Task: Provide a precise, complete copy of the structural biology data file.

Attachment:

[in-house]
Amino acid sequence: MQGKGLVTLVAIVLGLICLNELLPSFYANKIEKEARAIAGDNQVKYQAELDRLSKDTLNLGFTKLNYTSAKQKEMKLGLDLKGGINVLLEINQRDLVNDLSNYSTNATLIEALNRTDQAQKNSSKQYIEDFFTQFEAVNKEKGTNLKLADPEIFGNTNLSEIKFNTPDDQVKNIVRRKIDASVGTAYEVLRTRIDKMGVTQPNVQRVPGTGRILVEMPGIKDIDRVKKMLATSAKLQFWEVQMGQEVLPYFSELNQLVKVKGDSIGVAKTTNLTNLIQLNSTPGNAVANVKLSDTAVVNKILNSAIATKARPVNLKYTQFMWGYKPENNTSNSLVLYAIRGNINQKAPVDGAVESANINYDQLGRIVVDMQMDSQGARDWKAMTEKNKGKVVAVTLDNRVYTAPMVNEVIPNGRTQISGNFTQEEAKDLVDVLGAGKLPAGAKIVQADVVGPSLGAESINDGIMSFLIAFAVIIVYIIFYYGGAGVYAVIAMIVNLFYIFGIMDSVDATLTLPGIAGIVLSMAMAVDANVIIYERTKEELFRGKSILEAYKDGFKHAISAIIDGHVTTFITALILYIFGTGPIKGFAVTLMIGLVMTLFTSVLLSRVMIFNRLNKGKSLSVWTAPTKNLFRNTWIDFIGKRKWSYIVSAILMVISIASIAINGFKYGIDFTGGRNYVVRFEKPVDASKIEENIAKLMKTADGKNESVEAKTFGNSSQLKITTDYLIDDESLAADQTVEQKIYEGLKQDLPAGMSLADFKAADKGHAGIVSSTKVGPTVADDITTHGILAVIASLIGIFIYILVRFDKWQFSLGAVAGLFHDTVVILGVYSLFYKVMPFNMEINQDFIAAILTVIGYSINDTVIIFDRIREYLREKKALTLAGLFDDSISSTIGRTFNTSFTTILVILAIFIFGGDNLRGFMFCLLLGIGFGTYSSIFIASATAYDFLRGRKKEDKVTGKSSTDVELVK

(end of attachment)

[in-house]
Amino acid sequence: MQGKGLVTLVAIVLGLICLNELLPSFYANKIEKEARAIAGDNQVKYQAELDRLSKDTLNLGFTKLNYTSAKQKEMKLGLDLKGGINVLLEINQRDLVNDLSNYSTNATLIEALNRTDQAQKNSSKQYIEDFFTQFEAVNKEKGTNLKLADPEIFGNTNLSEIKFNTPDDQVKNIVRRKIDASVGTAYEVLRTRIDKMGVTQPNVQRVPGTGRILVEMPGIKDIDRVKKMLATSAKLQFWEVQMGQEVLPYFSELNQLVKVKGDSIGVAKTTNLTNLIQLNSTPGNAVANVKLSDTAVVNKILNSAIATKARPVNLKYTQFMWGYKPENNTSNSLVLYAIRGNINQKAPVDGAVESANINYDQLGRIVVDMQMDSQGARDWKAMTEKNKGKVVAVTLDNRVYTAPMVNEVIPNGRTQISGNFTQEEAKDLVDVLGAGKLPAGAKIVQADVVGPSLGAESINDGIMSFLIAFAVIIVYIIFYYGGAGVYAVIAMIVNLFYIFGIMDSVDATLTLPGIAGIVLSMAMAVDANVIIYERTKEELFRGKSILEAYKDGFKHAISAIIDGHVTTFITALILYIFGTGPIKGFAVTLMIGLVMTLFTSVLLSRVMIFNRLNKGKSLSVWTAPTKNLFRNTWIDFIGKRKWSYIVSAILMVISIASIAINGFKYGIDFTGGRNYVVRFEKPVDASKIEENIAKLMKTADGKNESVEAKTFGNSSQLKITTDYLIDDESLAADQTVEQKIYEGLKQDLPAGMSLADFKAADKGHAGIVSSTKVGPTVADDITTHGILAVIASLIGIFIYILVRFDKWQFSLGAVAGLFHDTVVILGVYSLFYKVMPFNMEINQDFIAAILTVIGYSINDTVIIFDRIREYLREKKALTLAGLFDDSISSTIGRTFNTSFTTILVILAIFIFGGDNLRGFMFCLLLGIGFGTYSSIFIASATAYDFLRGRKKEDKVTGKSSTDVELVK